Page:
I wonder how much the "death-denial" of the modern, western health care system is to blame for contributing to this dilemma.
Our health care system is designed to preserve life, and death is seen as a failure. In fact, morbidity (death rate) is used as a measure of the quality of a country's health care system. But the reality is that death is an inevitable part of life.
Palliation (symptom control) is only recently being researched, and there are many misunderstandings about it. For example, contrary to what most people believe, in proper doses, opiates actually extend life in the end stages of terminal illness rather than shorten it by lowering the metabolic rate. Also, recent research has shown that dehydration actually reduces pain and is a natural part of the dying process, making the administration of parenteral (intravenous) fluids in the last few days of life actually harmful rather than helpful. Also, contrary to common belief, palliation can also include surgery, radiation, chemotherapy, gastric lavage, gastric drainage as well as medication.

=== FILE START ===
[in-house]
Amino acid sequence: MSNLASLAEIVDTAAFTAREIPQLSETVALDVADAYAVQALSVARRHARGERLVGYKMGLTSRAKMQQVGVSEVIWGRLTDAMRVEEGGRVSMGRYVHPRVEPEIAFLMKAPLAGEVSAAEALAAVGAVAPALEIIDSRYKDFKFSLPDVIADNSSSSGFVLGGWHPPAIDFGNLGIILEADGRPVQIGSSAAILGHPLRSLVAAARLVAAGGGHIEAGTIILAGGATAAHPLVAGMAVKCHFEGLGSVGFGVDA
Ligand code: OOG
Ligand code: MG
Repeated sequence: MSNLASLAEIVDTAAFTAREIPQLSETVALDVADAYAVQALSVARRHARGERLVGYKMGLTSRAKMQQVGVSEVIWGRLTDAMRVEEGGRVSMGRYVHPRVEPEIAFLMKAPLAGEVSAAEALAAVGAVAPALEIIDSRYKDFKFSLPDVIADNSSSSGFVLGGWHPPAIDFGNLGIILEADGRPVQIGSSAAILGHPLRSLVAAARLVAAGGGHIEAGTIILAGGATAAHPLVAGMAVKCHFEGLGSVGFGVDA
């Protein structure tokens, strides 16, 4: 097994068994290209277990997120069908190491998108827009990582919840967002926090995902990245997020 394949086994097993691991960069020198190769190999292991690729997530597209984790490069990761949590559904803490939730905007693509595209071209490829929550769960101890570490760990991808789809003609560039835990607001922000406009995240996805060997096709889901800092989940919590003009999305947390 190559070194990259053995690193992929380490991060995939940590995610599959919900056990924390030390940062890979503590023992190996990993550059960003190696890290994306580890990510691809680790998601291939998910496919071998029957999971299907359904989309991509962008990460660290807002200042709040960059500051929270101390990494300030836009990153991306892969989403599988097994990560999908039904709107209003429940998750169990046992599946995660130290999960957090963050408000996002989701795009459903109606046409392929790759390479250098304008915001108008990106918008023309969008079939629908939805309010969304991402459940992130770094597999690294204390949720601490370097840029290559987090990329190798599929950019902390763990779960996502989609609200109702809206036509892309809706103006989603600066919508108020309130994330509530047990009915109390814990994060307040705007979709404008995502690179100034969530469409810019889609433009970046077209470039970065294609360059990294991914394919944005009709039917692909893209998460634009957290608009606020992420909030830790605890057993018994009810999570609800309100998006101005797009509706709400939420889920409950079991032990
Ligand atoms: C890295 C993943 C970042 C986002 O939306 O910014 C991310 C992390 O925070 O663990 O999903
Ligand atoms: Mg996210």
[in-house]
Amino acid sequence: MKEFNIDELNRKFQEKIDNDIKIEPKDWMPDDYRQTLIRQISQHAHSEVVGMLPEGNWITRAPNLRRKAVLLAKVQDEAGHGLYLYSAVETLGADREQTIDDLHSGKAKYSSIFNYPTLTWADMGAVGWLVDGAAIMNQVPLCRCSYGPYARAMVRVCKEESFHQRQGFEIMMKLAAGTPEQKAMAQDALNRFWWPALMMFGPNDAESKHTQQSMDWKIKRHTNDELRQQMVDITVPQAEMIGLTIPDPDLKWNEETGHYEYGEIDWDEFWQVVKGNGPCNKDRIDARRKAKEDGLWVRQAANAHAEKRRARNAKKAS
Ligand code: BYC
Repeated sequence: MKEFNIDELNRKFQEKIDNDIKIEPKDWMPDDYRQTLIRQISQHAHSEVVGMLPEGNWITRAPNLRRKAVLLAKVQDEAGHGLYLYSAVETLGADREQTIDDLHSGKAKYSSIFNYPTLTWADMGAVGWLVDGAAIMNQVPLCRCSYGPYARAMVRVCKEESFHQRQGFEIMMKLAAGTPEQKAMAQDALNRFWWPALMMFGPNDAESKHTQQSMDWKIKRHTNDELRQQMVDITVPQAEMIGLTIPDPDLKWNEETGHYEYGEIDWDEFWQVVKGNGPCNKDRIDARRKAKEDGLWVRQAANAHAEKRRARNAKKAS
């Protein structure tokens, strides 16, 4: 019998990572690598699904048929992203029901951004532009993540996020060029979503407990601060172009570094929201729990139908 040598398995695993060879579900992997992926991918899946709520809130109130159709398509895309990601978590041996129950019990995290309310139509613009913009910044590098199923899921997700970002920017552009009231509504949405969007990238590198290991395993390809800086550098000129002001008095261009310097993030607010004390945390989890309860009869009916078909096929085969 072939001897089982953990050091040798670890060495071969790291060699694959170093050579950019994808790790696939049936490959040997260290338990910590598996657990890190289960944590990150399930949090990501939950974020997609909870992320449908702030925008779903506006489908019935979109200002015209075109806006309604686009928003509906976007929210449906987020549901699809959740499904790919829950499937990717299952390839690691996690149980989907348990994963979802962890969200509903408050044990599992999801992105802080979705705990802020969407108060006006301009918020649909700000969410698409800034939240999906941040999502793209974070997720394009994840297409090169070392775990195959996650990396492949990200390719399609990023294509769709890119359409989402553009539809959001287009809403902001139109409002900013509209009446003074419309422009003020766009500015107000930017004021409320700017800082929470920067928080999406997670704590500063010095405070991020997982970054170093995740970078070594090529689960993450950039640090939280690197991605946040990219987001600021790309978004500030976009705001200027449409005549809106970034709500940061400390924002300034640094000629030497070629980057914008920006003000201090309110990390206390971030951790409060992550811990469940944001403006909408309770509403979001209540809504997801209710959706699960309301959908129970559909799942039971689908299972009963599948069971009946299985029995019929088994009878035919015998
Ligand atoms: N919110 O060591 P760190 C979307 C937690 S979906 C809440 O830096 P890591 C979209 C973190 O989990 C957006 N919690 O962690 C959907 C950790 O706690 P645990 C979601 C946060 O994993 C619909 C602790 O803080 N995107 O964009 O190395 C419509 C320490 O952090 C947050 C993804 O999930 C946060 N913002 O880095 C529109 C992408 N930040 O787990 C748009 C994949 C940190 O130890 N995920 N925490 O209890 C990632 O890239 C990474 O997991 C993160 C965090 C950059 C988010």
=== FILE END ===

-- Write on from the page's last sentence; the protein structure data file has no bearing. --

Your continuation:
I used to work as a counselor at a Catholic Hospice in Sydney, and I can tell you that the dedication of the staff, the excellence of the research and the mission of the Hospice were impeccable. Yes, occassionally, death was "unnattractive", but it was never "undignified". I once saw a nurse throw her arms around a derelict, alcoholic patient who started bleeding from their oesohagus, and she held him and gently rocked him as he vomited so much blood that he died within minutes from blood loss. This was not attractive, but it was one of the most dignified deaths I ever saw.
Remember, we have the Church to thank, not only for our hospitals (the first one was started by St. Basil the Great btw- a little known fact) but also for the Hospice movement and care of the dying.